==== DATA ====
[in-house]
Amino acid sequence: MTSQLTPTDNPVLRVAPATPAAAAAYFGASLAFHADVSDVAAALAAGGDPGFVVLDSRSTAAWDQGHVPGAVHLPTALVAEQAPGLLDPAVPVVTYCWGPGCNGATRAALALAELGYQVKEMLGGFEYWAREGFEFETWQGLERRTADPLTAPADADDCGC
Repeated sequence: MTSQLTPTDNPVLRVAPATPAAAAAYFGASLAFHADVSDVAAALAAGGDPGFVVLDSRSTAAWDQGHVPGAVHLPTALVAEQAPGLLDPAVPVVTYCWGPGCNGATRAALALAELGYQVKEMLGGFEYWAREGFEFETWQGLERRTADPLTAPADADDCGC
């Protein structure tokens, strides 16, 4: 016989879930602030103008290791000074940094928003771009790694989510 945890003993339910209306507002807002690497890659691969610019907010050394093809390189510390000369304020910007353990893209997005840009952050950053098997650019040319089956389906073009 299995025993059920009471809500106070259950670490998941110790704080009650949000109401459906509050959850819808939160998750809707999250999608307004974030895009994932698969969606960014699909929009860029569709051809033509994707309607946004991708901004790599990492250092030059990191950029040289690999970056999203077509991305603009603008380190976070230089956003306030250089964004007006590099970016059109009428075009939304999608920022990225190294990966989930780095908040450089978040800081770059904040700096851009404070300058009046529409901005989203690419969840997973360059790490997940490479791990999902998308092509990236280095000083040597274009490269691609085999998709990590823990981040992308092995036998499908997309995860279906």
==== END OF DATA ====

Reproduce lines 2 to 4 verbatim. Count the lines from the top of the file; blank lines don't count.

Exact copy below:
Amino acid sequence: MTSQLTPTDNPVLRVAPATPAAAAAYFGASLAFHADVSDVAAALAAGGDPGFVVLDSRSTAAWDQGHVPGAVHLPTALVAEQAPGLLDPAVPVVTYCWGPGCNGATRAALALAELGYQVKEMLGGFEYWAREGFEFETWQGLERRTADPLTAPADADDCGC
Repeated sequence: MTSQLTPTDNPVLRVAPATPAAAAAYFGASLAFHADVSDVAAALAAGGDPGFVVLDSRSTAAWDQGHVPGAVHLPTALVAEQAPGLLDPAVPVVTYCWGPGCNGATRAALALAELGYQVKEMLGGFEYWAREGFEFETWQGLERRTADPLTAPADADDCGC
């Protein structure tokens, strides 16, 4: 016989879930602030103008290791000074940094928003771009790694989510 945890003993339910209306507002807002690497890659691969610019907010050394093809390189510390000369304020910007353990893209997005840009952050950053098997650019040319089956389906073009 299995025993059920009471809500106070259950670490998941110790704080009650949000109401459906509050959850819808939160998750809707999250999608307004974030895009994932698969969606960014699909929009860029569709051809033509994707309607946004991708901004790599990492250092030059990191950029040289690999970056999203077509991305603009603008380190976070230089956003306030250089964004007006590099970016059109009428075009939304999608920022990225190294990966989930780095908040450089978040800081770059904040700096851009404070300058009046529409901005989203690419969840997973360059790490997940490479791990999902998308092509990236280095000083040597274009490269691609085999998709990590823990981040992308092995036998499908997309995860279906």